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Red Circle: The Shield #1

Reviews for the various Mighty Crusaders Comics.

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Post Thu Dec 10, 2009 11:17 pm

Posts: 1

Red Circle: The Shield #1
Review
Image


Credits
Words: J. Michael Straczynski
Art: Scott McDaniel
Inks: Andy Owens
Colors: Tom Chu
Story Title: The Shield
Publisher: DC Comics
Price: $2.99
Release Date: Aug 27, 2009


Posted by Steve Kanaras on Aug 31, 2009

Archie hero The Shield receives a revamp in a new one-shot under the banner of The Red Circle.
Not old enough to remember the original Archie heroes, my exposure to the Shield came in the Impact line of comics that DC published for younger readers. Sadly, the Shield was one of my least favorite in that line, and this revamp does little to change that impression. The patriotic hero is generally birthed in the context of a war, and J. Michael Straczynski plants this current incarnation of the Shield into the Afghan conflict.
The Shield is Lt. James Higgins, and the technological battle suit he wears also saved his life after his unit was hit with an RPG attack. It is a fairly generic origin story for a very generic hero, a cross between Captain America and Iron Man. Though generally the superhero reading audience is content to concede that there is little new under the sun in terms of original heroes, it is incumbent on creators to at least provide some interesting characterizations or twists on a theme to make it interesting. There is none of that in this one-shot, and though it exists as part of the larger tapestry of The Red Circle, the issue is so generic in story and devoid of anything that would inspire a reader to pick up anymore of this series.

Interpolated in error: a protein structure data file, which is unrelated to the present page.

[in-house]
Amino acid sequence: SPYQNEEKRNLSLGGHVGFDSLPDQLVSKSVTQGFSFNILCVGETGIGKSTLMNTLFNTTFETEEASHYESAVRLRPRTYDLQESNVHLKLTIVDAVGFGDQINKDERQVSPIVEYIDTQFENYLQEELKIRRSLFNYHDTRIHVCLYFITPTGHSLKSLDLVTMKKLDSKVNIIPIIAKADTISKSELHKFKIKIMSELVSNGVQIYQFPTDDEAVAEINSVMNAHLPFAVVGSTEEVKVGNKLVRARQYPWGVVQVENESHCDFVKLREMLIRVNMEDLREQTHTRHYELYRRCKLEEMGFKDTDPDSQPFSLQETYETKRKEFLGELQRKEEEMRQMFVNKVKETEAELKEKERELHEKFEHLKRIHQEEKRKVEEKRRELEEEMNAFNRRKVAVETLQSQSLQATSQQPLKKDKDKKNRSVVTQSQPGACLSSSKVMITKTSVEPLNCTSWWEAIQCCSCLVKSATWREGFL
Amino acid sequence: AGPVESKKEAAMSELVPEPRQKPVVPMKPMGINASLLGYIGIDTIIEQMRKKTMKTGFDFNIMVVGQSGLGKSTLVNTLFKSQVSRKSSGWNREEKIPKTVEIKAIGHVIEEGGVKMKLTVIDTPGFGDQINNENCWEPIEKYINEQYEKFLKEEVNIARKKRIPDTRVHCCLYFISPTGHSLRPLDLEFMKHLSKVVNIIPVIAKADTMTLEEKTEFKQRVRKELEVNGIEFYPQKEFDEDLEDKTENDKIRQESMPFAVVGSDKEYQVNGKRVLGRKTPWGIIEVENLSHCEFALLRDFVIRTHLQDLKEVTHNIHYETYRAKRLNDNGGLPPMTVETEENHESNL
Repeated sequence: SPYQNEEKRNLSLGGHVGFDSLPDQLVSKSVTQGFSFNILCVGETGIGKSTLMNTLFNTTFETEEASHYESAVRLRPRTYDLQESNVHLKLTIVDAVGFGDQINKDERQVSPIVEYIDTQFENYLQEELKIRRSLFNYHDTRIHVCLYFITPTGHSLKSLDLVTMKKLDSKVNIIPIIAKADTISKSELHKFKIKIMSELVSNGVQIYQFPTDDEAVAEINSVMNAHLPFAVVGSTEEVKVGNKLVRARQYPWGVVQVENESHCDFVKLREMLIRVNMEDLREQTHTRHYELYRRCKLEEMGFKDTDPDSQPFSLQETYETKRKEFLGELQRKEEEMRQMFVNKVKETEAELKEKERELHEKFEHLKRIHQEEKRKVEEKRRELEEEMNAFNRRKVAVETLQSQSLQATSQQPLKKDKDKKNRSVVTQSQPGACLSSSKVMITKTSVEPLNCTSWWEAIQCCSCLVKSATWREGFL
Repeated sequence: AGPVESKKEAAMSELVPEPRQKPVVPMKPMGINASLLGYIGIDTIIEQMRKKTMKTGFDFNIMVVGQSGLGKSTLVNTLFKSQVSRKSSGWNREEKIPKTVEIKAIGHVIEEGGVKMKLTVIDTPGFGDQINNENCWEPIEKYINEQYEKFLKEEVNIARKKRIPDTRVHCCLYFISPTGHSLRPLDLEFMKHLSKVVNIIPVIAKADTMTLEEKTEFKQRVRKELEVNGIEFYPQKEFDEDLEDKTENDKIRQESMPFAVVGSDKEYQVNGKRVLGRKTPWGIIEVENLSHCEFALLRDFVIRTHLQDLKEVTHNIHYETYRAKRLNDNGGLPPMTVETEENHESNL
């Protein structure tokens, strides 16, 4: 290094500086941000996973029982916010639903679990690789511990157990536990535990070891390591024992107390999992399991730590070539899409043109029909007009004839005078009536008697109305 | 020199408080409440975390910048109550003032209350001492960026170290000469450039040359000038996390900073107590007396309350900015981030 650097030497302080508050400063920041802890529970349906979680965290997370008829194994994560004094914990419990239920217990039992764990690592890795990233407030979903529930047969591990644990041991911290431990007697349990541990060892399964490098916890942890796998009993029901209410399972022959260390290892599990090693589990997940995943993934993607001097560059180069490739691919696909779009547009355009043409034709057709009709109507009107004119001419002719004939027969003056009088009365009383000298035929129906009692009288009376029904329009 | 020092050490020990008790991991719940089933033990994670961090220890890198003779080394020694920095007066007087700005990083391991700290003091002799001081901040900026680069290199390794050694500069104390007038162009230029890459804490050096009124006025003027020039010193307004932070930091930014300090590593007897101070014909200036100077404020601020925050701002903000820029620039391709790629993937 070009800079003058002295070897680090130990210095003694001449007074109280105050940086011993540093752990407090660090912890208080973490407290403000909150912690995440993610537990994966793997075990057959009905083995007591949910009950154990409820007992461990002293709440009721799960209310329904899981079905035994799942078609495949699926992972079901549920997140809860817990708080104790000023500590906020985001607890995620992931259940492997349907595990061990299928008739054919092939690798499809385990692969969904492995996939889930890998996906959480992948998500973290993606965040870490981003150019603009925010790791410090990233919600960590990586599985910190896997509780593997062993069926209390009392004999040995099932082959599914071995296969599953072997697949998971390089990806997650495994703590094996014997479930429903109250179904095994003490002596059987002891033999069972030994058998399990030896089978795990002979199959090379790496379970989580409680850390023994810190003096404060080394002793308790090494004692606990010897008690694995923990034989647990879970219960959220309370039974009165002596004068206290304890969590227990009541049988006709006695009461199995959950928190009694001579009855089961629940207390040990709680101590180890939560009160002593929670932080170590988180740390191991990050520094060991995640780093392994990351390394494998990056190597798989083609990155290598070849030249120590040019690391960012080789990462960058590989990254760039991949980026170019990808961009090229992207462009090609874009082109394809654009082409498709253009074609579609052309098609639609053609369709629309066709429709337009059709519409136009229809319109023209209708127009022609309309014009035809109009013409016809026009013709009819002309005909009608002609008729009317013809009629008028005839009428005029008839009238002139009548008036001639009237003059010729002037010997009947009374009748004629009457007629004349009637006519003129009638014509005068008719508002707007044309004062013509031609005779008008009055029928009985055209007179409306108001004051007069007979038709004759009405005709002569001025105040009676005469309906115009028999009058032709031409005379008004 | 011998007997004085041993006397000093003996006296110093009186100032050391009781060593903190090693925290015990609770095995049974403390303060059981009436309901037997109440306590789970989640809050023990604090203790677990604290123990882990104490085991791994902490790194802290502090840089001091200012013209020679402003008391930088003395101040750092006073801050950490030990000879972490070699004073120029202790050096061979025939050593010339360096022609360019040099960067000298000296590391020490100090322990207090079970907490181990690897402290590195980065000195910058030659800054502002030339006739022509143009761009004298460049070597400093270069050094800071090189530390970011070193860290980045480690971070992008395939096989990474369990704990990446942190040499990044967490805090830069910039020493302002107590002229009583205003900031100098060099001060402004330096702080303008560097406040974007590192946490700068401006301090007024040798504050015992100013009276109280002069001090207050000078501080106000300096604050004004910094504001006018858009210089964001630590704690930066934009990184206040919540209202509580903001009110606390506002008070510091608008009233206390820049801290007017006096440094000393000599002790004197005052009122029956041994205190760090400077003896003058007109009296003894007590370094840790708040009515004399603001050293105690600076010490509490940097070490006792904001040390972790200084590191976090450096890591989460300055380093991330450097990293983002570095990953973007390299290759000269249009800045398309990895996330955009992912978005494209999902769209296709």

The one attempt at a mysterious subplot involves Higgins' father. The government announces that Higgins requires no secret identity as he has no family to protect, but his father is a scientist with ties to the military. Even this revelation is fairly typical of origin stories and reads more like a parody of the genre than a legitimate attempt at sparking interest.
Scott McDaniel's art fluctuates from spectacular, as in his rendering of the war scenes, with excellent camera angle selection and bold lines, to some pretty awkward “superhero poses” with questionable anatomy. The first half of the book is of much higher quality than the second half, which feels a little rushed. The ink work and coloring is definitely of high quality, giving a good feel for the action packed story. Owens' inks are particularly good, with excellent line variation and nice doses of inks without being heavy handed.
There is no doubt that J. Michael Straczynski is a capable writer, and the craft of this comic is no exception. The problem is that the story he is telling has been done so many times before, and the main character is not a real person yet, just a standard heroic type with little to set him apart, including the generic powers his suit provides him. It is difficult to guess what DC has in mind with this new Red Circle line, and what audience they are trying to tap into with it. Unless the other books are dramatically more interesting, I can't see the project catching any traction with today's superhero audiences.

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